UK and Wales likely to face additional trade barriers with Norway and Iceland after Brexit

External Affairs Committee
International Agreements: Norway & Iceland (pdf)
Published: 24th May 2019

Back in March, the Committee published the possible implications of UK-negotiated post-Brexit trade deals with Switzerland, Israel and Palestine. Now they’ve done the same for agreements with EEA (single market) non-EU members Norway and Iceland.

UK-Norway-Iceland trade agreement

Trade figures are for Norway and Iceland combined unless stated otherwise. The reason why the import figures are so high is primarily due to the import of Norwegian petroleum products and natural gas.

Signed: 15th April 2019
Ratification (under Constitutional Reform & Governance Act): 3rd June 2019
UK exports (2017): £7.2billion
UK imports (2017): £22.3billion
Welsh exports (2017): £104.3million (figures for service exports only available for Norway and dated from 2015)
Welsh imports (2017): £931.7million

How does the deal work?

  • This agreement will only come into force if the UK leaves the EU without a deal, or if any UK-EU agreement affects the terms of existing trade with Norway and Iceland.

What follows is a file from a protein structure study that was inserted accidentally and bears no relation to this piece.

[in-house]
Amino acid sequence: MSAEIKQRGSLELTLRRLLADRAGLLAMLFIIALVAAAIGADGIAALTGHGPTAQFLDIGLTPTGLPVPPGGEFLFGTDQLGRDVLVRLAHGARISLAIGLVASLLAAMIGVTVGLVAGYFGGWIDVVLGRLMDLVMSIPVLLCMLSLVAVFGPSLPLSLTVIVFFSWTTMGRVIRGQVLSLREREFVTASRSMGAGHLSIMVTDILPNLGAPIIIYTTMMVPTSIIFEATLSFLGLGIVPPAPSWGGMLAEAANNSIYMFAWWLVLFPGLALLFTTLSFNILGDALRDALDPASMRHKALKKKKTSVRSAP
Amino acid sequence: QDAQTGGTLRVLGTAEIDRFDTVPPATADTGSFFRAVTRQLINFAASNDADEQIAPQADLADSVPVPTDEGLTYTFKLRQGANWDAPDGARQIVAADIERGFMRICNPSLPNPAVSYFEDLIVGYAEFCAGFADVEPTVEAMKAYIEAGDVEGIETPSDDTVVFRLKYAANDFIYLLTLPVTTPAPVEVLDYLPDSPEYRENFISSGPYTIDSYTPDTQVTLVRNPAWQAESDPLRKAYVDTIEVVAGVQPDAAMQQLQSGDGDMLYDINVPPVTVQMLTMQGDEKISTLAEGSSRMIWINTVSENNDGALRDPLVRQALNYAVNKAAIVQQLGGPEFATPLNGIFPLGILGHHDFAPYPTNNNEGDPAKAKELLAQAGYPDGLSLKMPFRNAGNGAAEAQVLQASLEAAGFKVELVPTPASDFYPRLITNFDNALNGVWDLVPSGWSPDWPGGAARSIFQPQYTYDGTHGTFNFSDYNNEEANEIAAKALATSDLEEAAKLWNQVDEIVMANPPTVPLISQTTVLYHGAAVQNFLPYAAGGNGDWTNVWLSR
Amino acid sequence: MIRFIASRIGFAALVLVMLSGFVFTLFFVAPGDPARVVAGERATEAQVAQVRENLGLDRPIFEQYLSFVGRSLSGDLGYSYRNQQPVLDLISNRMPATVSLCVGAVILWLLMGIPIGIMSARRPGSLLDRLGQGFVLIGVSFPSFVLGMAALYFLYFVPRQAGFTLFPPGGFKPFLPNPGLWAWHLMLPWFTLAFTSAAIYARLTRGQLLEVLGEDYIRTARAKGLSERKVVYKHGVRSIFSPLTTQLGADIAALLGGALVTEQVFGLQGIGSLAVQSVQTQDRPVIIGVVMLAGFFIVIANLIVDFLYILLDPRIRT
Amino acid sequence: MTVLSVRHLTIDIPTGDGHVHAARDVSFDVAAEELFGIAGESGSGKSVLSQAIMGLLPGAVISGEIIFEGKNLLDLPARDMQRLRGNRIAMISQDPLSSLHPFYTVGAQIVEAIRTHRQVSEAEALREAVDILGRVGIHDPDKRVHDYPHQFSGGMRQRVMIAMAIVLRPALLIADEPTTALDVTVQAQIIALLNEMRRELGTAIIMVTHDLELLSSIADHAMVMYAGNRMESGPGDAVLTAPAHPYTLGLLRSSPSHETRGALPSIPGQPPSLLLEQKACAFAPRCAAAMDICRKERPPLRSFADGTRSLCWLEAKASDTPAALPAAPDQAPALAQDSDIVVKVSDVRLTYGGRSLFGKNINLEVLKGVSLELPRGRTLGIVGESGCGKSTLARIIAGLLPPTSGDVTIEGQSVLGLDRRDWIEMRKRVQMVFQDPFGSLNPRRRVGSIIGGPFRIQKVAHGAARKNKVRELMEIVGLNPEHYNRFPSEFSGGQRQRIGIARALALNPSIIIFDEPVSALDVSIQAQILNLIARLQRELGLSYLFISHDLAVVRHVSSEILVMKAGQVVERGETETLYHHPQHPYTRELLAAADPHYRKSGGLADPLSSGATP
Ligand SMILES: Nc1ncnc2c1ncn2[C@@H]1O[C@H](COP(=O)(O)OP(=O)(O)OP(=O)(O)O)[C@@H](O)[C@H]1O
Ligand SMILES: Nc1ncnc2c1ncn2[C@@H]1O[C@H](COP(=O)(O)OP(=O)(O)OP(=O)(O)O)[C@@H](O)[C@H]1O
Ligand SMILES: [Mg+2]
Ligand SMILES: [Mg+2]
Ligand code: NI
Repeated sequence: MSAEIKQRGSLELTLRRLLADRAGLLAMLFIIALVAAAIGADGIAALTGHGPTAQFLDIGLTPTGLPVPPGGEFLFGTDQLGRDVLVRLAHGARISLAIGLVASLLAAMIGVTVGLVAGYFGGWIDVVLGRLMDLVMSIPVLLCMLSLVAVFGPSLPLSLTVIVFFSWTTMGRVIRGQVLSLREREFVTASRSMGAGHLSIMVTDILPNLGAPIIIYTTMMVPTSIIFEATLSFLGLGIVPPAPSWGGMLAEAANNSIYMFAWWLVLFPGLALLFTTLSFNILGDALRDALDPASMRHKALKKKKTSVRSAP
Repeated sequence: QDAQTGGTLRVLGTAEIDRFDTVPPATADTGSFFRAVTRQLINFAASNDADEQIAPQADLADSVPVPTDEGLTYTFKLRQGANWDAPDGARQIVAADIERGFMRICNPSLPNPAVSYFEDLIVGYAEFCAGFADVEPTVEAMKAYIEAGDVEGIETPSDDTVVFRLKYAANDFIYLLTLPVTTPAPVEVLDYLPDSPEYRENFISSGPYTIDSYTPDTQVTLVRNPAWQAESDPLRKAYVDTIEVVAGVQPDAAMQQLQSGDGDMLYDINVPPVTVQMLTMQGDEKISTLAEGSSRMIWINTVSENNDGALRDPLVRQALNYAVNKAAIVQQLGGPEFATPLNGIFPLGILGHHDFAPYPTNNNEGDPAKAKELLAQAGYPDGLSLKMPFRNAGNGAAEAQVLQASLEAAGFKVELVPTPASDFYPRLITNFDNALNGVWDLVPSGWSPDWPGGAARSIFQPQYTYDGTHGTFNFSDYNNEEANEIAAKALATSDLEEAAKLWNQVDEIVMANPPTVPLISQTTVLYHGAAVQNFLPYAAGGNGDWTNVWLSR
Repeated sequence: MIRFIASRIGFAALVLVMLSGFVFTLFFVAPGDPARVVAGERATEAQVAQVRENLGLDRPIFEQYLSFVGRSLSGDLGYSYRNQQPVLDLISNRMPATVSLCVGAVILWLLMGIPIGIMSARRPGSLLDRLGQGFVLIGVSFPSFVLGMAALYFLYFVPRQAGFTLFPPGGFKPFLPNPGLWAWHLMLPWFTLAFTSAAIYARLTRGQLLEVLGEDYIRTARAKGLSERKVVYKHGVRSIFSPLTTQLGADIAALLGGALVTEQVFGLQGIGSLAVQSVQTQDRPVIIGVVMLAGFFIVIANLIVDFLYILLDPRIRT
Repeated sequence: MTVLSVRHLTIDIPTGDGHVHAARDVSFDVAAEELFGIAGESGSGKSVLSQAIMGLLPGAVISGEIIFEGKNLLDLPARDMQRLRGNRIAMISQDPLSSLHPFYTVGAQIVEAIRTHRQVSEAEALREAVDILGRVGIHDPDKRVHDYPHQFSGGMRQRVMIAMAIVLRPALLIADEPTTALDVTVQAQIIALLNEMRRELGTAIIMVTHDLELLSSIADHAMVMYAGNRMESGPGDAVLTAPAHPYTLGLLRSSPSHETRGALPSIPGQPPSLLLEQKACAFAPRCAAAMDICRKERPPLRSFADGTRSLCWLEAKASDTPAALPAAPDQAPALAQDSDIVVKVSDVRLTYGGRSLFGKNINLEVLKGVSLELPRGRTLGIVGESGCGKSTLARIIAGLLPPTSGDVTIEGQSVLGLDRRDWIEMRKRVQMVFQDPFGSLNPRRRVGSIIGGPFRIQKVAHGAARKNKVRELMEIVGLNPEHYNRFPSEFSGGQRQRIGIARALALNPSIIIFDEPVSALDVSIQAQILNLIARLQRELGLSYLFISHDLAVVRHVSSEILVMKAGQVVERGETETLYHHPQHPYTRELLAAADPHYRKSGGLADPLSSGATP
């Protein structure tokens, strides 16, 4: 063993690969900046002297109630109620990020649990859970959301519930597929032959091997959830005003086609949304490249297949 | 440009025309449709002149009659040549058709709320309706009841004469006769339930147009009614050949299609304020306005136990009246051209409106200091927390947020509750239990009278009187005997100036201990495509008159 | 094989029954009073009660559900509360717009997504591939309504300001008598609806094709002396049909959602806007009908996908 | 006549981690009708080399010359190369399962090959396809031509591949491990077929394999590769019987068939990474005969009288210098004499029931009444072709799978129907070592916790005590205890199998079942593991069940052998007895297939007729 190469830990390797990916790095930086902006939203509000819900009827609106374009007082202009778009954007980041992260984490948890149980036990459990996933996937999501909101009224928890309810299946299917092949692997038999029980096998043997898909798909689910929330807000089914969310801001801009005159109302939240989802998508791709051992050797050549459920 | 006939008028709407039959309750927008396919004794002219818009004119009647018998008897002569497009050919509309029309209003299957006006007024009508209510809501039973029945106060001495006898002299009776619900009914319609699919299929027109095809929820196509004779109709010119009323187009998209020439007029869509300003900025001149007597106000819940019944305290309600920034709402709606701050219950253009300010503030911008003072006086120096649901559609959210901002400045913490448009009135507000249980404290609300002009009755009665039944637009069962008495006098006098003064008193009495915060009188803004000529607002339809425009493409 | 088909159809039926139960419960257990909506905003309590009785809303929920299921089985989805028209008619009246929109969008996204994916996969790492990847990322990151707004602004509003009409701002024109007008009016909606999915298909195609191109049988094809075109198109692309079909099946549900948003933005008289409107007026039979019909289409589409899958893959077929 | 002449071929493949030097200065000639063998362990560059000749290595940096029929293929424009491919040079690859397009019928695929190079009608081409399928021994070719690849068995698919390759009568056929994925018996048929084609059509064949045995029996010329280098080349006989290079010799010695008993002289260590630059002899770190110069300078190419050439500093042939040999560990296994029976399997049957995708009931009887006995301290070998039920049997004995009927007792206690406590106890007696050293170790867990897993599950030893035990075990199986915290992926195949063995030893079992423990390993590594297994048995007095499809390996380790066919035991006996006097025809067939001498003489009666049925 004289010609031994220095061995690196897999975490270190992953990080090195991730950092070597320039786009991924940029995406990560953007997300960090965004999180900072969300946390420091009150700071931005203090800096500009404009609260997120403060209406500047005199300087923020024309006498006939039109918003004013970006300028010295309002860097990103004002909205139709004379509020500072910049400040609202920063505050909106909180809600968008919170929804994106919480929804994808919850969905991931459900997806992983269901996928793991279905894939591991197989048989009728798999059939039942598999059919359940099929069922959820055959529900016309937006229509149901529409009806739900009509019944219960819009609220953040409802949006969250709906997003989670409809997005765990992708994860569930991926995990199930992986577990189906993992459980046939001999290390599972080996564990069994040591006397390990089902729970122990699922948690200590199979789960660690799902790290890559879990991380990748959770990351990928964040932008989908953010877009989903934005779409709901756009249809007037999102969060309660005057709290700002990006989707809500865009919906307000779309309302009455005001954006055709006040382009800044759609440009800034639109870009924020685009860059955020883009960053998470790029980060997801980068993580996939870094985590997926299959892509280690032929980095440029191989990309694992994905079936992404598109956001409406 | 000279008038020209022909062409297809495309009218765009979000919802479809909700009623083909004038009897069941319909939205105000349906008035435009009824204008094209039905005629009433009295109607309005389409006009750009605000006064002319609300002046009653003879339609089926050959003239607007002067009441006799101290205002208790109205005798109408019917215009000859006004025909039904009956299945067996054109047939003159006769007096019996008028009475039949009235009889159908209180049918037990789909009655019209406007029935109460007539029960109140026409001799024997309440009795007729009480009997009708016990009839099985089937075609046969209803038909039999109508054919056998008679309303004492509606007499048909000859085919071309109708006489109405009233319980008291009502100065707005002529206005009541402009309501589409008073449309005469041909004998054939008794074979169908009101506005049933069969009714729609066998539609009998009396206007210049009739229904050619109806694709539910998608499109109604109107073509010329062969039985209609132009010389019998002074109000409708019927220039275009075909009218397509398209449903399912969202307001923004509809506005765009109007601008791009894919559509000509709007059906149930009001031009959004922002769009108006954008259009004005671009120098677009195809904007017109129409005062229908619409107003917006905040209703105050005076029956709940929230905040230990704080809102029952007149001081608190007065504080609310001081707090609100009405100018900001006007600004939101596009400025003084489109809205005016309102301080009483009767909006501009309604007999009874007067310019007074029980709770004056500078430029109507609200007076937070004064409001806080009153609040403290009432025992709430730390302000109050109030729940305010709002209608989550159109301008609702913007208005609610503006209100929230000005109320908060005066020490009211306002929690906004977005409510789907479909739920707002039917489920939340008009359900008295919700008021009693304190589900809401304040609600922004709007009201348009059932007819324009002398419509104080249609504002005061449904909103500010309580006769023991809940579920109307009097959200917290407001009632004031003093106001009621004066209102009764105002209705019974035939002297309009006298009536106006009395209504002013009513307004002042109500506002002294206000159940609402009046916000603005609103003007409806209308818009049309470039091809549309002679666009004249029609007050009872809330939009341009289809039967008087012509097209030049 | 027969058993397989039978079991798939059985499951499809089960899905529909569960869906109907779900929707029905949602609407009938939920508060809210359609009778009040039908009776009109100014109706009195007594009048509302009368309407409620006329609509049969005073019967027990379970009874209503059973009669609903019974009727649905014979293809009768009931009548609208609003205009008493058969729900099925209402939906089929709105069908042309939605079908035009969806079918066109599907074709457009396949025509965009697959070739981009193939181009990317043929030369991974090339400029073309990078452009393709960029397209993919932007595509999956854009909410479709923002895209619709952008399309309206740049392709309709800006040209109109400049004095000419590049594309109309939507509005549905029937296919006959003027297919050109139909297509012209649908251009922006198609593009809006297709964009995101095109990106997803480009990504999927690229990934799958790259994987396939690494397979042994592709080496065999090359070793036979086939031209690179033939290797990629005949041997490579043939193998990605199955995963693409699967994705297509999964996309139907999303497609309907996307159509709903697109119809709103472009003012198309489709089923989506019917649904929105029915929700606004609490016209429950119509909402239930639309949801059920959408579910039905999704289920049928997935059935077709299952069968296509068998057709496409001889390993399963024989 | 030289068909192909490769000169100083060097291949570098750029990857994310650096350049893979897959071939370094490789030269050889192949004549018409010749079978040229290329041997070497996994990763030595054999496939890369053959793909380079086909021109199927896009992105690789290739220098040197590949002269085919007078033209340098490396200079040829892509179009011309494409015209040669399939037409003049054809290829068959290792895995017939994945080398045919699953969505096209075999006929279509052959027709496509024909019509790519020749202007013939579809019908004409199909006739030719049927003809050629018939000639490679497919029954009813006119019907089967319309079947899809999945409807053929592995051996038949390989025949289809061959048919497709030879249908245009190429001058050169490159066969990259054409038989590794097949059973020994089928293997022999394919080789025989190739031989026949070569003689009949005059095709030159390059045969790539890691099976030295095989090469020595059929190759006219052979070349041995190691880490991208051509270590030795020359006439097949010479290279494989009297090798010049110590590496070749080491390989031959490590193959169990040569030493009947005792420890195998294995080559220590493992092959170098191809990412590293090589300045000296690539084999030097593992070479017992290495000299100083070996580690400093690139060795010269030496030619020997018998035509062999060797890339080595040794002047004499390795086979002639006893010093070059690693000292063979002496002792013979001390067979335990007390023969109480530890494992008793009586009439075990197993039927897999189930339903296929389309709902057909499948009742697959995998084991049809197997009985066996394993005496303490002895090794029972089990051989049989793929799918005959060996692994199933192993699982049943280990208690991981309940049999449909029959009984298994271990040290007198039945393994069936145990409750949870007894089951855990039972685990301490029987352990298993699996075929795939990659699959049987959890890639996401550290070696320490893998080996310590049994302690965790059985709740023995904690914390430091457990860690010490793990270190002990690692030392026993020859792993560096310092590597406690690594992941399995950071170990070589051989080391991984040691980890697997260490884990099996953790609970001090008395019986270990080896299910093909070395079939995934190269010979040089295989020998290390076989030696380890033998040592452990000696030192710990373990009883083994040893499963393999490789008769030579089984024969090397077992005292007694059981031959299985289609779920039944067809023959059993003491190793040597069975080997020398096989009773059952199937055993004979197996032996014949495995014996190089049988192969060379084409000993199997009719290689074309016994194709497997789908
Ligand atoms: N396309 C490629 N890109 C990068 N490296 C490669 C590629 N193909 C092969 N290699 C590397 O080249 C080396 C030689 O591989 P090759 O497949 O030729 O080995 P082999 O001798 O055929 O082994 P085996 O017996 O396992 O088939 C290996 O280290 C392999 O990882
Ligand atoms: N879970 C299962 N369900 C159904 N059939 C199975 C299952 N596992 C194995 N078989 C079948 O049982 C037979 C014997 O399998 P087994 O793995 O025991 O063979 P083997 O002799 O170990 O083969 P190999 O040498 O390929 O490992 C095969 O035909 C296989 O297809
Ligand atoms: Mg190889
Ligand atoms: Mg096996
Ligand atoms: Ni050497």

• The agreement only applies to trade in goods. Trade in services, regulatory alignment, procurement, competition and state aid rules haven’t been carried over from the EU-EEA trade agreement. For example, this means UK companies will lose automatic access to Norwegian and Icelandic markets for public procurement and vice versa.
  • Existing tariffs on industrial goods, agricultural products and fisheries products which are part of the EEA agreement have been carried over – so there’ll be no change and this is particularly important for the white fish processing industry in the UK.
  • Geographical protection of produce will continue in the UK and Iceland, but not Norway, while there’ll be no geographical protection of wines at all as these depend on EU rules.
  • EU rules on sanitary measures haven’t been carried over, meaning UK exports in animal products and live animals to Norway and Iceland will legally require additional checks – though there’s a non-binding agreement with Norway and Iceland that these products will be treated the same way as those from the EU.
  • All three parties have agreed to re-open trade negotiations as soon as possible after Brexit with a view to replacing it with a long-term agreement.

What does this agreement mean for Wales?

  • About 3% of Welsh trade is done with Norway and Iceland – though mainly Norway.
  • The Committee say this isn’t a simple “rollover agreement” of current terms and there are significant gaps in the agreement which involve areas devolved to Wales. They request regular updates from the Welsh Government.
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